Monday, June 19, 2006


US Dollar, Oil Crimp Gold Price

Some money and metals news for this Monday. "The yen stabilized across the board on profit-taking following the damage sustained in the Asian & European sessions resulting from reports that North Korea was preparing to test a long-range missiles. The yen sell-off was triggered by Japanese PM Koizumi’s remarks threatening 'severe action' in the event that North Korea went ahead with its tests as that would mean the world’s second biggest economy would be dragged into the nuclear standoff."

"The yen hit all time lows against the euro, 8-year lows against the sterling and 2 ½ monh lows vs the US dollar."

"The (US) dollar rallied across the board on a combination of expectations of a August Fed hike, merging from last week’s stronger than expected economic reports. The boost to the dollar also resulted from further credit tightening steps by China to cool its economy as the measure could cool Beijing’s demand for commodities, thus impacting the commodity currencies against the dollar."

"The People’s Bank of China announced last week it will raise the reserve ratio for commercial banks to 8.00% from 7.50%, effective next week. The move is estimatd to lock away as much as reduce 150 billion yuan ($18.7 billion) out of the money system."

From Reuters. "Gold prices fell 2 percent on Monday as the dollar's rise and weaker oil triggered selling by investors wary of taking large positions after a recent selloff, dealers said. 'You have to expect gold to move in quite volatile ranges, between $550 (an ounce) and $600, until it finds that physical demand has adjusted to more stable prices,' said analyst Matthew Turner."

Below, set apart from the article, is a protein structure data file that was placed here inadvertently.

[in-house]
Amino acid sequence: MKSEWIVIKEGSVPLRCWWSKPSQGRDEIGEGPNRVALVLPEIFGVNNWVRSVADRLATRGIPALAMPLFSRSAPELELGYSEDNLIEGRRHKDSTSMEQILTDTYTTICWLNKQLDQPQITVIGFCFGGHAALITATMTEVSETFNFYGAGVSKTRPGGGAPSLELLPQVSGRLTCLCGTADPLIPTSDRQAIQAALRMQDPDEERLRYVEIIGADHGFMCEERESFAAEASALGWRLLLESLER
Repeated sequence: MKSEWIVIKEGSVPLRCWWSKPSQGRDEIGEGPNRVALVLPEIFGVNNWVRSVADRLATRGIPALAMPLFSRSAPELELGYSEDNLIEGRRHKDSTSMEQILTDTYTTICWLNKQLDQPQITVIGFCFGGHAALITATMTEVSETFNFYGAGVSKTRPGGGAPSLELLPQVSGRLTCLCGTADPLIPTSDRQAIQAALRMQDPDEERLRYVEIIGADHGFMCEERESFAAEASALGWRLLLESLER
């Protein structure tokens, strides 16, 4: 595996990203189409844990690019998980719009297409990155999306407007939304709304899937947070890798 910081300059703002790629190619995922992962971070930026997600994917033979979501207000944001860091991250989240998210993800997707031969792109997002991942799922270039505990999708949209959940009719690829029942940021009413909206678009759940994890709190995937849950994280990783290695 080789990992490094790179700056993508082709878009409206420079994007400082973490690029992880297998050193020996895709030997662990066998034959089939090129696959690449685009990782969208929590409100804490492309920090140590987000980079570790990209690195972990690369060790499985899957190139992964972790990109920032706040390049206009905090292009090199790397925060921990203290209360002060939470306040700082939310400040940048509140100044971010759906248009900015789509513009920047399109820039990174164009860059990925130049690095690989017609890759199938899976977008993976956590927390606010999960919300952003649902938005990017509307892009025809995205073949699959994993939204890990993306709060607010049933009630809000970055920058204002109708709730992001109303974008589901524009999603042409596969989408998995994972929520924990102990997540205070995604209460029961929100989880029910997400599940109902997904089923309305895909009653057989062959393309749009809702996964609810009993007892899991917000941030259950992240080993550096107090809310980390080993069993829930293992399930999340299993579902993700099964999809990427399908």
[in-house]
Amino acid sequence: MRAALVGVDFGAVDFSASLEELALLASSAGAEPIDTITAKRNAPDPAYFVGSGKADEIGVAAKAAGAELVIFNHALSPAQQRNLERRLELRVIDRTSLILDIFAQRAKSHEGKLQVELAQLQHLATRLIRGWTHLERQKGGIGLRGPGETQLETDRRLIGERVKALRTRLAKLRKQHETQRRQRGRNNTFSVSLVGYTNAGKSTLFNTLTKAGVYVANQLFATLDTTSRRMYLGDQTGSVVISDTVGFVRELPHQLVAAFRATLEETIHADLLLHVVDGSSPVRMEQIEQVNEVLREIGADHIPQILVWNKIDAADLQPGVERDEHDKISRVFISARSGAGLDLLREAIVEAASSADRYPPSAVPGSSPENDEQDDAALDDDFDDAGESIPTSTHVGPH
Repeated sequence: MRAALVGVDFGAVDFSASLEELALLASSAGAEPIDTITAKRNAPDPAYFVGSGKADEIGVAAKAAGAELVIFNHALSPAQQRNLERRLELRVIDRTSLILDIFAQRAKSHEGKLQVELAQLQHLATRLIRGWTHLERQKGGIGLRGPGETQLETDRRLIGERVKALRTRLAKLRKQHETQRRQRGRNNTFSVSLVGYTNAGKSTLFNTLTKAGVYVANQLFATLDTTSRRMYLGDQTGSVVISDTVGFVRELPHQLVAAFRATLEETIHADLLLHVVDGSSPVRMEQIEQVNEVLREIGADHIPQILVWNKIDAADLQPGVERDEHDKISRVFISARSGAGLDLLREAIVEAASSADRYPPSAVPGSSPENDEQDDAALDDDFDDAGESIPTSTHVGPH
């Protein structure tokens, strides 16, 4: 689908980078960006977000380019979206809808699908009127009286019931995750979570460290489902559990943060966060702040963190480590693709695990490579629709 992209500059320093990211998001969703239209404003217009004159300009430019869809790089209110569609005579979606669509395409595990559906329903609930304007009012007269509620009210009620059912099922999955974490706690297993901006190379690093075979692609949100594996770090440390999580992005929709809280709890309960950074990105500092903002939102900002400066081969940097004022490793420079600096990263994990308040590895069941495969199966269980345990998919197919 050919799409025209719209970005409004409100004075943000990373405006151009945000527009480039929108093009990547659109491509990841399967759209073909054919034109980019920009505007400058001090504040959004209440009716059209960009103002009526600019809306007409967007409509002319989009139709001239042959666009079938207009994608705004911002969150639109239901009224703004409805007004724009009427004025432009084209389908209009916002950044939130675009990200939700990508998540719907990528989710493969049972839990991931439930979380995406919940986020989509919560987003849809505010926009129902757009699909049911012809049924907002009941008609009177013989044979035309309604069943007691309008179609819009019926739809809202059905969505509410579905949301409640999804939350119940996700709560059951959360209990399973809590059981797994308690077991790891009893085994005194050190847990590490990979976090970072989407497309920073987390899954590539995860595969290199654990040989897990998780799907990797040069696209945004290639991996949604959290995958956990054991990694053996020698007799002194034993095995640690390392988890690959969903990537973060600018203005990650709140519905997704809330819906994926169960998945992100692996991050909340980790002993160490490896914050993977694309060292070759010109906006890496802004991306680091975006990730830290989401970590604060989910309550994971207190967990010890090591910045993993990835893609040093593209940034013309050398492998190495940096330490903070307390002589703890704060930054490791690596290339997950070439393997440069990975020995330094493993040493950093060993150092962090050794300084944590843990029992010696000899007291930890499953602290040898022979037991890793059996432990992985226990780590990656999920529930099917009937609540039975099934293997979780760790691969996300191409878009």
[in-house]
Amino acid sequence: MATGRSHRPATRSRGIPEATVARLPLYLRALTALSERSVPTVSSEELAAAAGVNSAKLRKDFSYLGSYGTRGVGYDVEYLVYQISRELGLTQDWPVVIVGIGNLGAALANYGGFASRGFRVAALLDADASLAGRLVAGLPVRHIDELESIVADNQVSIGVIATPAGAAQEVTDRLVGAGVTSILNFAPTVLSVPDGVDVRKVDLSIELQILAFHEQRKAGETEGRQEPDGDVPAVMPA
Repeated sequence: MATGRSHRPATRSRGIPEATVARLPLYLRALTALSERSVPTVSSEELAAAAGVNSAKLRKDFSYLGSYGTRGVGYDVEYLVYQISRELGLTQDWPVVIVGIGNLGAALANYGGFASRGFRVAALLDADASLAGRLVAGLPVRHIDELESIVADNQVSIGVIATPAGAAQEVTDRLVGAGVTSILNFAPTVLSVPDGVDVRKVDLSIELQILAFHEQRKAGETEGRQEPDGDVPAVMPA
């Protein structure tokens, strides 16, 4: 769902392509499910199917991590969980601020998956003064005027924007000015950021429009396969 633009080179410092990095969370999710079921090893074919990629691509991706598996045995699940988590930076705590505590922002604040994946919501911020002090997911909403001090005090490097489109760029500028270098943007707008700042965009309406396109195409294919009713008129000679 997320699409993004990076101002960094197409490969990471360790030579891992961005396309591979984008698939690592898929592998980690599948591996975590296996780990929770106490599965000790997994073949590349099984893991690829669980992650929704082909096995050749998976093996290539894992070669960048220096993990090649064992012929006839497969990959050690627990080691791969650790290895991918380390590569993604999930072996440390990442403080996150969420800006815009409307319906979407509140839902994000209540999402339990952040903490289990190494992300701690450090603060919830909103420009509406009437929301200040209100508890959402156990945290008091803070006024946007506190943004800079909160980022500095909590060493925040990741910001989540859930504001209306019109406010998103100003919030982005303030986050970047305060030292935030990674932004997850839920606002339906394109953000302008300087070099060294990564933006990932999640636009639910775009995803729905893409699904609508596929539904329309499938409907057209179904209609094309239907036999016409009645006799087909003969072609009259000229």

"Early buying faded fast after spot gold rose as high as $580.10 an ounce as investors were cautious to add new positions. Gold fetched $568.80/569.50 an ounce in the New York afternoon, after falling as low as $565.70, compared with $578.00/8.70 late on Friday."

"One New York dealer said a reason for the sell-off in metals starting overnight was a report that China will move to tighten credit lending by lifting banks' reserve requirements, which analysts say should decrease demand for commodities. 'That's an indication that they (China) are going to slow their growth, and that is going to hurt the metals,' a precious metals trader in New York said."

"A European trader said: 'There's some support at $566, and there are offers around $573 and $574, so I expect it to be range-bound for the time being.'"

"Despite gold being off last week's three-month low of $543, traders said renewed dollar strength undermined sentiment. The dollar struck an eight-week high against the yen and rose across the board, boosted by expectations the U.S. Federal Reserve will raise short-term interest rates perhaps two more times in coming months."

"A weaker oil price was another factor weighing on gold. U.S. crude futures fell toward $69 a barrel after major oil exporter Iran said there was a positive atmosphere in the dispute over its atomic work, easing concern about threats to oil supply."

"James Moore, an analyst with TheBullionDesk, said spot gold was looking set to spend more time trading between $580 and $550, with the $548-$550 region being where technical and physical buying probably would provide good support."

"In other precious metals, silver fell as low as $9.83 an ounce before rising to $9.97/10.07, against $10.13/10.23 late Friday. Platinum drifted down to $1,138/1,144 an ounce from $1,147/1,155 previously, while palladium edged down to $290/295 an ounce from $300/305."

IMO the story to watch for all these markets is the Fed. The US$ is going to key on that and PM's will follow suit. Also, the market looks like it wants to test gold at these levels, so it could end up being a big technical week.
(That's an indication that they (China) are going to slow their growth, and that is going to hurt the metals,' a precious metals trader in New York said.")

in which case a dollar flight will happen that will boost gold and silver, and probably commodities in general.
more great commentary from dr. faber.

June 06, 2006
Time to take a Holiday???
by Marc Faber

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